5. GNI = GDP + (Income earned by residents from overseas investments – Income earned by non-residents within the country)
  6. GNI = $1,000 billion + ($50 billion – $30 billion)
  7. GNI = $1,000 billion + $20 billion
  8. GNI = $1,020 billion

So, Country A’s Gross National Income (GNI) for the year is $1,020 billion. This represents the total monetary value of all goods and services produced by Country A’s residents, both domestically and abroad, during that year.

Criticisms of GNI

While Gross National Income (GNI) is a widely used measure of a country’s economic performance and standard of living, it has some limitations and has been subject to various criticisms:

1. Inequality

GNI does not account for income distribution within a country. A high GNI may not accurately reflect the living standards of the majority of the population if there is significant income inequality.

2. Non-market activities

GNI does not include non-market activities such as unpaid domestic work, volunteer work, and subsistence farming, which may contribute to a country’s well-being but are not included in the monetary transactions.

3. Quality of life

GNI focuses solely on economic output and does not directly measure aspects such as education, healthcare, and environmental quality, which are crucial to the overall well-being of a country’s citizens.

4. Informal economy

GNI may not accurately capture the size of a country’s informal economy, which includes unreported and untaxed economic activities. This can lead to an underestimation of a country’s actual economic performance.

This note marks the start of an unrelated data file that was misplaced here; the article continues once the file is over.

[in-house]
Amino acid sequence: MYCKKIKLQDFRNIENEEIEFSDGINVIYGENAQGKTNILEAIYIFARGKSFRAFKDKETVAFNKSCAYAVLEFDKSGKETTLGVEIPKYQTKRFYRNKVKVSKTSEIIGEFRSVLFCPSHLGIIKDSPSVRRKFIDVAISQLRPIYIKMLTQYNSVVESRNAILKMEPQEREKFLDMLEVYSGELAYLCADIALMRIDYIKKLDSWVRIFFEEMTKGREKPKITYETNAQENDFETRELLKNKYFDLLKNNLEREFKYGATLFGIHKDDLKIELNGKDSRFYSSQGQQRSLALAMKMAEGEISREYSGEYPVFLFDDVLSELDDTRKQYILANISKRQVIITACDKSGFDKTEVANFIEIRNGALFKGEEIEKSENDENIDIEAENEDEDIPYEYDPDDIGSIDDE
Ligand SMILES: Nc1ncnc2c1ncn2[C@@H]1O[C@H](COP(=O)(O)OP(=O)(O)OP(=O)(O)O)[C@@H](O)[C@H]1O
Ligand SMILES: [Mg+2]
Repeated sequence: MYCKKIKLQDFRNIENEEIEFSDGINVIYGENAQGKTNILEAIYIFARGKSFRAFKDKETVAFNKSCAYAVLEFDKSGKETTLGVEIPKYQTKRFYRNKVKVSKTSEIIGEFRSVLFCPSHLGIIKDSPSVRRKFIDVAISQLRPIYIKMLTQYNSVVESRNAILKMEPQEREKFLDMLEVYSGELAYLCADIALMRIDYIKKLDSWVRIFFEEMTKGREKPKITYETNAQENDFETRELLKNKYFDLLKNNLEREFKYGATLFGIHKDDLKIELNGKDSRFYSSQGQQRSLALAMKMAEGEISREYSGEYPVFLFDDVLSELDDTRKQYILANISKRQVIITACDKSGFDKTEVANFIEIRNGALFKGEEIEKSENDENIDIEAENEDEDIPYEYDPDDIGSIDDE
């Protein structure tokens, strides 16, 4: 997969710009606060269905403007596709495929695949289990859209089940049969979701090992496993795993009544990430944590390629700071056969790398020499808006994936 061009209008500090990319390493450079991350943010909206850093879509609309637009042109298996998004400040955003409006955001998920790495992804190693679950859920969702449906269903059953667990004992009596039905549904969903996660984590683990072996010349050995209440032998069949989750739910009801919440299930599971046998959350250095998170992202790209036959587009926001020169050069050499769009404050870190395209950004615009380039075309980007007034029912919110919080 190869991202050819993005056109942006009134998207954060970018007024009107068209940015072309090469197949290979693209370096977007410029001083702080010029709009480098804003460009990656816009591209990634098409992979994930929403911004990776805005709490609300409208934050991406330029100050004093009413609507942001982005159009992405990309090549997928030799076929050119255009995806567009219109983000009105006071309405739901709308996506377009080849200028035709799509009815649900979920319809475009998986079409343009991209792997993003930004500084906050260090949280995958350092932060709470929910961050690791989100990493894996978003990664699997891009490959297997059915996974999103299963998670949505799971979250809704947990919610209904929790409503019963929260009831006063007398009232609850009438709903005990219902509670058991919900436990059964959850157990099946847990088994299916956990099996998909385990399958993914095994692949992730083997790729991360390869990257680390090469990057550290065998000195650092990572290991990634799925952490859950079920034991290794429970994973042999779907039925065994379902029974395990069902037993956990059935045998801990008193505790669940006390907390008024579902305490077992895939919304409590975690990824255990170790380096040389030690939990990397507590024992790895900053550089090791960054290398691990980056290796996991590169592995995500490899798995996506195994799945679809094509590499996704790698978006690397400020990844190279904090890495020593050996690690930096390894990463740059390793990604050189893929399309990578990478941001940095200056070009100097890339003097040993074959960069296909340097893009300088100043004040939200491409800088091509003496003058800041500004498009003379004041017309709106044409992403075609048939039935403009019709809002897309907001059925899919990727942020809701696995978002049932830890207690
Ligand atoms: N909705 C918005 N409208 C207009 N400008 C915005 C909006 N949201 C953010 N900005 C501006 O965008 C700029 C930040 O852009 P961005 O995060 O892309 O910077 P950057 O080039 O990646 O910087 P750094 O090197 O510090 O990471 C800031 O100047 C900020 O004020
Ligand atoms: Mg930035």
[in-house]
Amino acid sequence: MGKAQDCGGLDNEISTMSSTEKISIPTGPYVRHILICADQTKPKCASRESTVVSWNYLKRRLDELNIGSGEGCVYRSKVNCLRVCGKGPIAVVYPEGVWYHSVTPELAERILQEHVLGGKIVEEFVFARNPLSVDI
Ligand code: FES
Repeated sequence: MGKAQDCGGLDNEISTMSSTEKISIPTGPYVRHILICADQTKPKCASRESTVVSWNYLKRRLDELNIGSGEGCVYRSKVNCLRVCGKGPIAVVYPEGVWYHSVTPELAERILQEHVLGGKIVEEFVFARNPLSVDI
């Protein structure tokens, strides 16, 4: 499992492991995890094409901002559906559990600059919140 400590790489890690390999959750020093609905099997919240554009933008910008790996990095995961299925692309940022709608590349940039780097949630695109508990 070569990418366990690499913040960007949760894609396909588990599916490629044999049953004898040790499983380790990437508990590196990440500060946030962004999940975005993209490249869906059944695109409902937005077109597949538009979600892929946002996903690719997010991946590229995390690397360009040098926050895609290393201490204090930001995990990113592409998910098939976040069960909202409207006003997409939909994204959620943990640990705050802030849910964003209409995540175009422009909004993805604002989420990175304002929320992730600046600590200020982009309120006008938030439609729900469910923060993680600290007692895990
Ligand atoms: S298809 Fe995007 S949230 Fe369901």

5. Environmental costs

GNI does not account for environmental degradation or the depletion of natural resources resulting from economic activities, which can have long-term negative impacts on a country’s sustainable development.

6. Currency fluctuations

Comparisons between countries can be affected by currency fluctuations when GNI is expressed in a common currency, such as the US dollar. This can lead to misleading conclusions about relative economic performance.

7. Purchasing power differences

GNI does not inherently account for differences in purchasing power across countries. To address this, GNI can be adjusted for purchasing power parity (PPP), which takes into account the relative cost of living and inflation rates.

Despite these limitations, GNI remains an important tool for comparing economic performance across countries and tracking economic growth over time. However, it is essential to consider other indicators, such as the Human Development Index (HDI) and the Genuine Progress Indicator (GPI), to obtain a more comprehensive understanding of a country’s overall well-being and development.

GNI vs GNP

Gross National Income (GNI) and Gross National Product (GNP) are both measures of a country’s economic performance. They are closely related and sometimes used interchangeably, but there are some subtle differences between the two.

Gross National Income (GNI)

GNI is the total monetary value of all goods and services produced by a country’s residents, both domestically and abroad, over a specific period (usually one year). It includes the Gross Domestic Product (GDP) and adds income earned by residents from overseas investments, while subtracting income earned by non-residents within the country.

Formula: GNI = GDP + Net Factor Income from Abroad

Gross National Product (GNP)

GNP is the total market value of all goods and services produced by a country’s residents, both domestically and abroad, over a specific period (usually one year). It includes GDP and adds the net income residents receive from abroad, which includes net factor income and net transfers.